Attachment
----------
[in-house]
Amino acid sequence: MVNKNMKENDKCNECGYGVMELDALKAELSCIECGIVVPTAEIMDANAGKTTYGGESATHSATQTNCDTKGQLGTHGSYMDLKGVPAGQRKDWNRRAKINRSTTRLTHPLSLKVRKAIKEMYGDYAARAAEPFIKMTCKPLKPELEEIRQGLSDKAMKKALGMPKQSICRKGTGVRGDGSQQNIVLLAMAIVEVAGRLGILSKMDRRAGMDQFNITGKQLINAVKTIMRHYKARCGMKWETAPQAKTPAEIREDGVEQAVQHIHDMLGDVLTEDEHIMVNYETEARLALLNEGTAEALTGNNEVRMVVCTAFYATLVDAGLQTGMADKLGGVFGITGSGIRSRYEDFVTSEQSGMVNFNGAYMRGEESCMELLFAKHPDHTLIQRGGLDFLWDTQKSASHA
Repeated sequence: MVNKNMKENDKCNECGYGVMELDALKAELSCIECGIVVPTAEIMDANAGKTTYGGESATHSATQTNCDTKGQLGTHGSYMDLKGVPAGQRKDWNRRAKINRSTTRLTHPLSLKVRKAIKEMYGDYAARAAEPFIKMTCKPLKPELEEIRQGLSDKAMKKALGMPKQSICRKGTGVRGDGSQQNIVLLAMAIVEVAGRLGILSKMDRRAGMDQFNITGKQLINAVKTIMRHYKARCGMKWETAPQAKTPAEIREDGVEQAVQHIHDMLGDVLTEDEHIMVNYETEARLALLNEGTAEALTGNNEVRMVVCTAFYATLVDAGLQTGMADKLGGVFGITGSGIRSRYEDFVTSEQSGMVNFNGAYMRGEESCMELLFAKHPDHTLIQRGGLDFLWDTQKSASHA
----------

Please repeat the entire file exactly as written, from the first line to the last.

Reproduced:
[in-house]
Amino acid sequence: MVNKNMKENDKCNECGYGVMELDALKAELSCIECGIVVPTAEIMDANAGKTTYGGESATHSATQTNCDTKGQLGTHGSYMDLKGVPAGQRKDWNRRAKINRSTTRLTHPLSLKVRKAIKEMYGDYAARAAEPFIKMTCKPLKPELEEIRQGLSDKAMKKALGMPKQSICRKGTGVRGDGSQQNIVLLAMAIVEVAGRLGILSKMDRRAGMDQFNITGKQLINAVKTIMRHYKARCGMKWETAPQAKTPAEIREDGVEQAVQHIHDMLGDVLTEDEHIMVNYETEARLALLNEGTAEALTGNNEVRMVVCTAFYATLVDAGLQTGMADKLGGVFGITGSGIRSRYEDFVTSEQSGMVNFNGAYMRGEESCMELLFAKHPDHTLIQRGGLDFLWDTQKSASHA
Repeated sequence: MVNKNMKENDKCNECGYGVMELDALKAELSCIECGIVVPTAEIMDANAGKTTYGGESATHSATQTNCDTKGQLGTHGSYMDLKGVPAGQRKDWNRRAKINRSTTRLTHPLSLKVRKAIKEMYGDYAARAAEPFIKMTCKPLKPELEEIRQGLSDKAMKKALGMPKQSICRKGTGVRGDGSQQNIVLLAMAIVEVAGRLGILSKMDRRAGMDQFNITGKQLINAVKTIMRHYKARCGMKWETAPQAKTPAEIREDGVEQAVQHIHDMLGDVLTEDEHIMVNYETEARLALLNEGTAEALTGNNEVRMVVCTAFYATLVDAGLQTGMADKLGGVFGITGSGIRSRYEDFVTSEQSGMVNFNGAYMRGEESCMELLFAKHPDHTLIQRGGLDFLWDTQKSASHA